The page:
One step closer to understanding HHV-6A/B chromosomal integration

The mechanisms leading to HHV-6A/B integration is a subject of intense research by several laboratories.  A new paper in PLoS Pathogens provides some understanding as to how HHV-6A/B may integrate host chromosomes.

Herpesviruses have a two-phase life cycle.  A phase where the virus actively grows and typically causes diseases or clinical manifestation and a phase of dormancy where the virus is literally “sleeping” with little to no protein expression. Among human herpesviruses, HHV-6A/B have the unique ability to establish dormancy by inserting their DNA into the host chromosomes. In doing so, the virus can remain dormant for long periods of time and avoid immune detection. A team led by Louis Flamand, PhD in Canada has found an explanation for some of the mystery behind the phenomenon of HHV-6 chromosomal integration.

HHV-6A/B integration takes place at the ends of chromosomes in a specialized region referred to as the telomeres that consist in several hundred repeats of the TTAGGG motif.  Associated with telomeres are proteins known as the shelterin that serve to protect the telomeres. Two of the shelterin proteins, TRF1 and TRF2, specifically bind the TTAGGG motif and serve as scaffold to recruit other shelterin proteins.  In their paper, Gilbert-Girard et al report that during HHV-6A/B infection, the number of TTAGGG repeats increases significantly.  Such increase resulted from the actively replicating viral DNA that also contains TTAGGG repeats.  TRF1 and TRF2 were experimentally shown to bind to the viral DNA during infection.  Joining TRF2 at a viral replication centers and at telomeres was the HHV-6 immediate-early 2 (IE2) protein.  The presence of TRF2 was needed for IE2 to efficiently localize at telomeres.  Lastly, by reducing the expression of TRF2, the authors observed an important decline in the ability of HHV-6A/B to integrate into host chromosomes pointing out for a role of TRF2 in HHV-6A/B integration.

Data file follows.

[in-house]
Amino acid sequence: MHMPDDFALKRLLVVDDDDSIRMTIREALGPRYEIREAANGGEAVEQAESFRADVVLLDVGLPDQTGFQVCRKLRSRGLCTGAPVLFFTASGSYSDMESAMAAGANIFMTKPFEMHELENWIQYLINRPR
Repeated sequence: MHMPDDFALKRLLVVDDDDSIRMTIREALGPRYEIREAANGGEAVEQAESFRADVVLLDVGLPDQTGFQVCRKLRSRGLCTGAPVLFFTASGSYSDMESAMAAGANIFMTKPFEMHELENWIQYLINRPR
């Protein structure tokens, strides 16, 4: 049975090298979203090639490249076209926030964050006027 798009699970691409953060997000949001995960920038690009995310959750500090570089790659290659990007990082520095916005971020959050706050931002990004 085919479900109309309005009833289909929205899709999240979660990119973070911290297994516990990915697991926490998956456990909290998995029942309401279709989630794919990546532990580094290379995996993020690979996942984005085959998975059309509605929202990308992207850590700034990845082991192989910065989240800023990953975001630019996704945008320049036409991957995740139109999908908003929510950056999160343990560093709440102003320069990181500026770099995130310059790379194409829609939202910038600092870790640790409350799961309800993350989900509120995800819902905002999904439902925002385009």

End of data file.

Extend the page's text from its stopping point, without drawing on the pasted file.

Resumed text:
The authors conclude that the recruitment of TRF2 to the viral DNA may serve two purposes.  First, as with telomeres, TRF2 may protect viral DNA ends from being recognized as broken pieces of DNA needing repair.  Second, TRF2 may facilitate the recombination between the viral and cellular TTAGGG motifs resulting in viral genome integration.  Of interest, the current work represents a nice follow-up to previous work from the Kaufer group indicating that the viral TTAGGG repeats were essential for the ability of HHV-6A to efficiently integrate (Wallaschek 2016).

Read the full text: Gilbert-Girard 2020